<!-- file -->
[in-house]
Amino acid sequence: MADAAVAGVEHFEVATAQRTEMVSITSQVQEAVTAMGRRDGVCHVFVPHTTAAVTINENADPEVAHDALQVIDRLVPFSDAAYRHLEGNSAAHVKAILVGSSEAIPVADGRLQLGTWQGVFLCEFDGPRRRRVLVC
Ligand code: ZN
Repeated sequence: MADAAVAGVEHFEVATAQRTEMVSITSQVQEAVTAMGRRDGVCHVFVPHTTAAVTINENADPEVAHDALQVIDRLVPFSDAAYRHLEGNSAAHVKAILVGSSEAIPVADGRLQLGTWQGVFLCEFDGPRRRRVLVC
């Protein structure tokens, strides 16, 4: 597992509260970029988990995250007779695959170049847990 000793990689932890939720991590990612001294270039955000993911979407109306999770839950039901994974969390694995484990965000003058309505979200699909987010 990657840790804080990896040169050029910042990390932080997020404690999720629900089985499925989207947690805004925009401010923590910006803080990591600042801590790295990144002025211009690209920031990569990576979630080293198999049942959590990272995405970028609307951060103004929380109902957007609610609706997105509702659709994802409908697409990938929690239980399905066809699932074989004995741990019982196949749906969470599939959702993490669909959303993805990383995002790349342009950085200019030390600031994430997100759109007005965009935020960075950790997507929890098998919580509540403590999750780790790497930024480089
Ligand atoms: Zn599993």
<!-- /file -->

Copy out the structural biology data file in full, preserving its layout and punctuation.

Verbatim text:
[in-house]
Amino acid sequence: MADAAVAGVEHFEVATAQRTEMVSITSQVQEAVTAMGRRDGVCHVFVPHTTAAVTINENADPEVAHDALQVIDRLVPFSDAAYRHLEGNSAAHVKAILVGSSEAIPVADGRLQLGTWQGVFLCEFDGPRRRRVLVC
Ligand code: ZN
Repeated sequence: MADAAVAGVEHFEVATAQRTEMVSITSQVQEAVTAMGRRDGVCHVFVPHTTAAVTINENADPEVAHDALQVIDRLVPFSDAAYRHLEGNSAAHVKAILVGSSEAIPVADGRLQLGTWQGVFLCEFDGPRRRRVLVC
């Protein structure tokens, strides 16, 4: 597992509260970029988990995250007779695959170049847990 000793990689932890939720991590990612001294270039955000993911979407109306999770839950039901994974969390694995484990965000003058309505979200699909987010 990657840790804080990896040169050029910042990390932080997020404690999720629900089985499925989207947690805004925009401010923590910006803080990591600042801590790295990144002025211009690209920031990569990576979630080293198999049942959590990272995405970028609307951060103004929380109902957007609610609706997105509702659709994802409908697409990938929690239980399905066809699932074989004995741990019982196949749906969470599939959702993490669909959303993805990383995002790349342009950085200019030390600031994430997100759109007005965009935020960075950790997507929890098998919580509540403590999750780790790497930024480089
Ligand atoms: Zn599993």